They’re the people standing at the airport counter, frantically pulling things out of their overweight suitcases.
They’re the ones with the porters. The super-sized carry-ons. Six suitcases for a five-day getaway.
Their absolute necessities are varied but hefty. Cartons of Q-tips. Bath towels. Scuba gear. Multiple bathing suits.
And shoes for every occasion.
“Now, the trip could be a month or two weeks, but I would say I need about a minimum of eight pairs. Because you need your flats, you need your sandals, you need a medium heel, you need one pair for evening,” says Bertha Cohen, 76, of Bloomfield Hills, Michigan.
“I have gotten much better through the years, but still, I have my favorite things I cannot part with. I have to confess, I am vain. I am a vain person. I don’t feel right if I don’t have an outfit that makes me comfortable and sure of myself.”
James Goers poses with all the gear he has to pack when he goes on scuba diving vacations, Jan. 8 at his home in Romulus, Michigan. (Detroit Free Press/MCT)
If airlines bestowed kisses, it would be to the over packers of the world.
The U.S. airline industry has made about $3.4 billion a year in baggage fees since most airlines started charging for checked bags in 2008.
Packing light is a virtue and a necessity these days, travel experts say.
Thus, heavy packers tend to stay quiet about their oversized habits, silently carting their towering suitcases through the airport like Ginger heading for the three-hour cruise that led her to Gilligan’s Island.
But challenged, they do defend themselves.
“There’s no way I could pack light,” says Jamie Goers of Romulus, Mich. He has to use one whole suitcase just for his scuba gear when traveling to Aruba or Grand Cayman.
“I have a short suit and a long suit, depending on the water. I also have my regulator and a vest, a belt, boots, fins and gloves and goggles, and I have a knife that I check,” says Goers, 56. “I take all my stuff and cram it in the boots. My wife and I check two pieces of luggage ― the one for my scuba gear and one for our clothes. And we have two carry-ons with our cameras and computers.”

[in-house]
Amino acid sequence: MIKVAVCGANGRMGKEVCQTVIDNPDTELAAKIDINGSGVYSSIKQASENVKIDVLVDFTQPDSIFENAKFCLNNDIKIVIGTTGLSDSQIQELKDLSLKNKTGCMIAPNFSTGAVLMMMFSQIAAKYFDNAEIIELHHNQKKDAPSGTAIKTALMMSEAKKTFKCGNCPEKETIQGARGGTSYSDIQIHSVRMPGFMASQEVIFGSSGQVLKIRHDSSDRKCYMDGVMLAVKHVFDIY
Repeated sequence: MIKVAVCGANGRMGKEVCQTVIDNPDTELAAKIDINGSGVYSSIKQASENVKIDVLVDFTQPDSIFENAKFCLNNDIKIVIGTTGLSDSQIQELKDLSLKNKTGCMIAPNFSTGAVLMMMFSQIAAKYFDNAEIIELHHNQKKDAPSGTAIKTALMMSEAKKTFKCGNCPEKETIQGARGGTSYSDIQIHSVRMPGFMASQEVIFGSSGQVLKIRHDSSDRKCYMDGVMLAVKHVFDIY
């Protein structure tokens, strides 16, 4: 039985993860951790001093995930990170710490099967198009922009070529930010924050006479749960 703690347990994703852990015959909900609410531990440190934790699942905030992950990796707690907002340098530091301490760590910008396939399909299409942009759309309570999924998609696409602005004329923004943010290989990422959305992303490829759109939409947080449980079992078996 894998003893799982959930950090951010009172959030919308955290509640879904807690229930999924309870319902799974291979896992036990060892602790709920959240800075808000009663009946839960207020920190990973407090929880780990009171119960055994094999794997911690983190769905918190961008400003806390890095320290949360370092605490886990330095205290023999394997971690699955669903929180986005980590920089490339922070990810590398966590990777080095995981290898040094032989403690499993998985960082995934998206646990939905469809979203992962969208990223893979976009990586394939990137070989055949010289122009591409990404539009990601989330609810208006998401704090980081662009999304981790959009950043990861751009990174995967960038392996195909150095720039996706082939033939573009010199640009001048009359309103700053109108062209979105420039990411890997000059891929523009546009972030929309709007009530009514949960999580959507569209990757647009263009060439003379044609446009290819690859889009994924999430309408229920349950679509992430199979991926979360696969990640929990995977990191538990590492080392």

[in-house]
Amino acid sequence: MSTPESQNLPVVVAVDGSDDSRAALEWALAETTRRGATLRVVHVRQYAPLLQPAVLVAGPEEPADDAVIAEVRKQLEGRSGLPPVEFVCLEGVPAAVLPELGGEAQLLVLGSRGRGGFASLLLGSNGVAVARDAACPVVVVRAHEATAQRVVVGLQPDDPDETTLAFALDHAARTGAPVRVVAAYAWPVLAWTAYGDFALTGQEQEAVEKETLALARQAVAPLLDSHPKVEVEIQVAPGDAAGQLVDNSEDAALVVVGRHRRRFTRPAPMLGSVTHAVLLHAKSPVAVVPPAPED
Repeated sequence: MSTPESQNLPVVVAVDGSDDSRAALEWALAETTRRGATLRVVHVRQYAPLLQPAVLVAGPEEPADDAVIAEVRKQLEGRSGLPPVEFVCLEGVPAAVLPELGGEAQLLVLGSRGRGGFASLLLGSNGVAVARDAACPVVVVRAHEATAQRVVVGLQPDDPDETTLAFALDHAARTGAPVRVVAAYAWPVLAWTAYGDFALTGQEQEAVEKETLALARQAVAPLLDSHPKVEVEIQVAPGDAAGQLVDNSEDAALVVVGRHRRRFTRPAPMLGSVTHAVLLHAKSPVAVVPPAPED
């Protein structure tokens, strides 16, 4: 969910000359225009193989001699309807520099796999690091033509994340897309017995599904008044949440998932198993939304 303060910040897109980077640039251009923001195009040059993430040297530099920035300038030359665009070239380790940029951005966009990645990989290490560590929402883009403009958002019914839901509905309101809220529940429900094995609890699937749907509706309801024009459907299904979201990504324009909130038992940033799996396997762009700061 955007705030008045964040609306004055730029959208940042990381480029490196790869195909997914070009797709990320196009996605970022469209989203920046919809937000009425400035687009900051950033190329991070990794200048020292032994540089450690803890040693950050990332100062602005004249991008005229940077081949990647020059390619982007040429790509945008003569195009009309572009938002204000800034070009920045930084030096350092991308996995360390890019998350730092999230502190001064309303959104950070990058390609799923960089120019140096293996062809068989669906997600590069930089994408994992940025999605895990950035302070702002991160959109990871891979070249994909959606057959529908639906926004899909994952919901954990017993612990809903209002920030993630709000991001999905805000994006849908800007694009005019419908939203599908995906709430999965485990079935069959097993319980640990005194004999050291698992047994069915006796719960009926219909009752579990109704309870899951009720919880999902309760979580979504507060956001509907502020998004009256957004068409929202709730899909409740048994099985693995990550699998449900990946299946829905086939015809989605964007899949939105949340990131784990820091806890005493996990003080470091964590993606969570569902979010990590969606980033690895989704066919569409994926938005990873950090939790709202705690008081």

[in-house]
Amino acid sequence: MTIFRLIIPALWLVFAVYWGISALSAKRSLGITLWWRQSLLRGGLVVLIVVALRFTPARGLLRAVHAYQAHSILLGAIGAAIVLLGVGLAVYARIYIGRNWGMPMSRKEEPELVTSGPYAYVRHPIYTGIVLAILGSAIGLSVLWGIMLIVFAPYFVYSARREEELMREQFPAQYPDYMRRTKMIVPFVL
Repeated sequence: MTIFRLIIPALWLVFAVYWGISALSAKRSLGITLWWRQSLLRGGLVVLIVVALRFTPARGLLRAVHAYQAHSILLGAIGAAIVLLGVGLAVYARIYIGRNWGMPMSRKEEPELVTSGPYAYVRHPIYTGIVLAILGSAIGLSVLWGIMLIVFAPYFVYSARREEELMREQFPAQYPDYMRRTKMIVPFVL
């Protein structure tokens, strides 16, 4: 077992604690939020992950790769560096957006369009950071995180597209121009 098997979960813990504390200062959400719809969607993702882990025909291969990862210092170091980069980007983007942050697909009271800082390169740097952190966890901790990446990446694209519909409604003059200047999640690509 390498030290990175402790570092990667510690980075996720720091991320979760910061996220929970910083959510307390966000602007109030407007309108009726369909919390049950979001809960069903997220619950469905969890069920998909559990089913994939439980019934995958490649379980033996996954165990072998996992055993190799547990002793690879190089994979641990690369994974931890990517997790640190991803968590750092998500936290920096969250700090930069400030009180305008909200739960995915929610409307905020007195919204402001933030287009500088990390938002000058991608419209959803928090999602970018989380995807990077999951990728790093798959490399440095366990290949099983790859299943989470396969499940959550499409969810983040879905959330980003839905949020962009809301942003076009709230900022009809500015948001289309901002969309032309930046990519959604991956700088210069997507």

So far, Goers has managed to avoid checking a third or fourth bag. That is fortunate.
Check four suitcases on Delta, and you pay $770 round trip. Check a bag weighing 51 pounds, and you’ll pay $180 extra roundtrip.
Two years ago, Thomas Szwast of St. Clair Shores, Michigan, got burned by overweight charges on his way home from the Caribbean.
Because of souvenirs he and his wife had tucked in their luggage, one of their bags weighed 56 pounds. Delta slapped an additional $90 fee for going over 50 pounds.
“I was ticked,” says Szwast, 54. “So I bought a luggage scale, and it’s very accurate. What we do now is weigh our luggage before we go to the airport. Our goal is to get our suitcase to weigh 45 pounds.”
Still, 45 pounds is heavy for the average traveler. A full suitcase is usually only about 30 to 35 pounds. What’s he bringing?
“We go on cruises, so we’ve got shoes, enough clothes for seven or eight days,” Szwast says. “I’ve got to wear a jacket because there are two formal nights. We bring some toiletries. I’m not going to a resort where I can wear shorts all the time. We don’t over pack to the point where it is ridiculous. But we do take something extra in case of a spill or accident.
“I do tend to take more shirts than I need. But I end up wearing them all.”
Patti Allen of Grosse Ile, Michigan, can relate. She packs eight to 10 towels for drying her hair. If she goes on a 10-day cruise, she brings 10 outfits and eight bathing suits.
“I don’t like to wear anything twice. That’s why I pack more,” says Allen, 61. Luckily, her husband is a light packer. Between the two of them, her things take up most of the suitcase space.
“Yeah, I do pack a lot,” she says. But to avoid overweight luggage charges, she weighs her luggage on a bathroom scale before she leaves home. Packing heavy is her prerogative “and as long as my suitcase isn’t over 50 pounds, why not?” she says.
“I like to be ready for any kind of weather, and I like my choices about what to wear.”
Annabel Cohen, Bertha Cohen’s daughter, can travel the world with hardly more than a tote bag. But she marvels at her mother’s heavy-packing habits with something like admiration: “Once I said to my mom, ‘Will you really need 400 Q-tips for your few weeks away?’ And her answer was, ‘I might.’”
By Ellen Creager
(Detroit Free Press)
(Distributed by MCT Information Services)